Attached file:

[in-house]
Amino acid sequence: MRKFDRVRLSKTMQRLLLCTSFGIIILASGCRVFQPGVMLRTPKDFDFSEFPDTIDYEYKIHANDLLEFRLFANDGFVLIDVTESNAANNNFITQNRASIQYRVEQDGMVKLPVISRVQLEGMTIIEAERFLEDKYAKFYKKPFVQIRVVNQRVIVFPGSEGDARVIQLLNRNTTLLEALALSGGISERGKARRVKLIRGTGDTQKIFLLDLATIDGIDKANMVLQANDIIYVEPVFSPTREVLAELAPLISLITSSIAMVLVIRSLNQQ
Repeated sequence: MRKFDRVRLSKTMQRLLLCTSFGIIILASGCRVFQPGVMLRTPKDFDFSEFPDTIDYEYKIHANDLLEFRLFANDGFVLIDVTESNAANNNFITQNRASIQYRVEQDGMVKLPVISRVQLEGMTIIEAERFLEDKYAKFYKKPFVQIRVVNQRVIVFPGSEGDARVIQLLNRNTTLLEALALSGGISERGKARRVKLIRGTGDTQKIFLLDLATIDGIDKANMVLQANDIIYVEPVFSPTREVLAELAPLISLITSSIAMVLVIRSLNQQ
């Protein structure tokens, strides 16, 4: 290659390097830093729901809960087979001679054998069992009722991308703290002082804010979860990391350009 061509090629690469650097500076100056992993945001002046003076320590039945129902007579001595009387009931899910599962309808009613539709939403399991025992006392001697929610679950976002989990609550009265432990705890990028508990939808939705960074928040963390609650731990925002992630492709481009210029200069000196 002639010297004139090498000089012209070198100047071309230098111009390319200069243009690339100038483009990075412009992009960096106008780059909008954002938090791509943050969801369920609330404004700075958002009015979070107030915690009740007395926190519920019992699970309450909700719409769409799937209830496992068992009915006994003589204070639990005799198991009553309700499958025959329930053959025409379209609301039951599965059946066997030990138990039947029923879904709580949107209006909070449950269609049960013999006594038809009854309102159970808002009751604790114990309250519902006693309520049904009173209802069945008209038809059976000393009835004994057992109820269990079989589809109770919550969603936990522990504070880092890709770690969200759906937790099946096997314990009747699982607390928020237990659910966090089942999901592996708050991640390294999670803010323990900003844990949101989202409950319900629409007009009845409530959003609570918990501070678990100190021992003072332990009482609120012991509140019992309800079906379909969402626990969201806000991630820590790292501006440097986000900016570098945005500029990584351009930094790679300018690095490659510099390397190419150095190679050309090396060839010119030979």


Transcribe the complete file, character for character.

[in-house]
Amino acid sequence: MRKFDRVRLSKTMQRLLLCTSFGIIILASGCRVFQPGVMLRTPKDFDFSEFPDTIDYEYKIHANDLLEFRLFANDGFVLIDVTESNAANNNFITQNRASIQYRVEQDGMVKLPVISRVQLEGMTIIEAERFLEDKYAKFYKKPFVQIRVVNQRVIVFPGSEGDARVIQLLNRNTTLLEALALSGGISERGKARRVKLIRGTGDTQKIFLLDLATIDGIDKANMVLQANDIIYVEPVFSPTREVLAELAPLISLITSSIAMVLVIRSLNQQ
Repeated sequence: MRKFDRVRLSKTMQRLLLCTSFGIIILASGCRVFQPGVMLRTPKDFDFSEFPDTIDYEYKIHANDLLEFRLFANDGFVLIDVTESNAANNNFITQNRASIQYRVEQDGMVKLPVISRVQLEGMTIIEAERFLEDKYAKFYKKPFVQIRVVNQRVIVFPGSEGDARVIQLLNRNTTLLEALALSGGISERGKARRVKLIRGTGDTQKIFLLDLATIDGIDKANMVLQANDIIYVEPVFSPTREVLAELAPLISLITSSIAMVLVIRSLNQQ
């Protein structure tokens, strides 16, 4: 290659390097830093729901809960087979001679054998069992009722991308703290002082804010979860990391350009 061509090629690469650097500076100056992993945001002046003076320590039945129902007579001595009387009931899910599962309808009613539709939403399991025992006392001697929610679950976002989990609550009265432990705890990028508990939808939705960074928040963390609650731990925002992630492709481009210029200069000196 002639010297004139090498000089012209070198100047071309230098111009390319200069243009690339100038483009990075412009992009960096106008780059909008954002938090791509943050969801369920609330404004700075958002009015979070107030915690009740007395926190519920019992699970309450909700719409769409799937209830496992068992009915006994003589204070639990005799198991009553309700499958025959329930053959025409379209609301039951599965059946066997030990138990039947029923879904709580949107209006909070449950269609049960013999006594038809009854309102159970808002009751604790114990309250519902006693309520049904009173209802069945008209038809059976000393009835004994057992109820269990079989589809109770919550969603936990522990504070880092890709770690969200759906937790099946096997314990009747699982607390928020237990659910966090089942999901592996708050991640390294999670803010323990900003844990949101989202409950319900629409007009009845409530959003609570918990501070678990100190021992003072332990009482609120012991509140019992309800079906379909969402626990969201806000991630820590790292501006440097986000900016570098945005500029990584351009930094790679300018690095490659510099390397190419150095190679050309090396060839010119030979």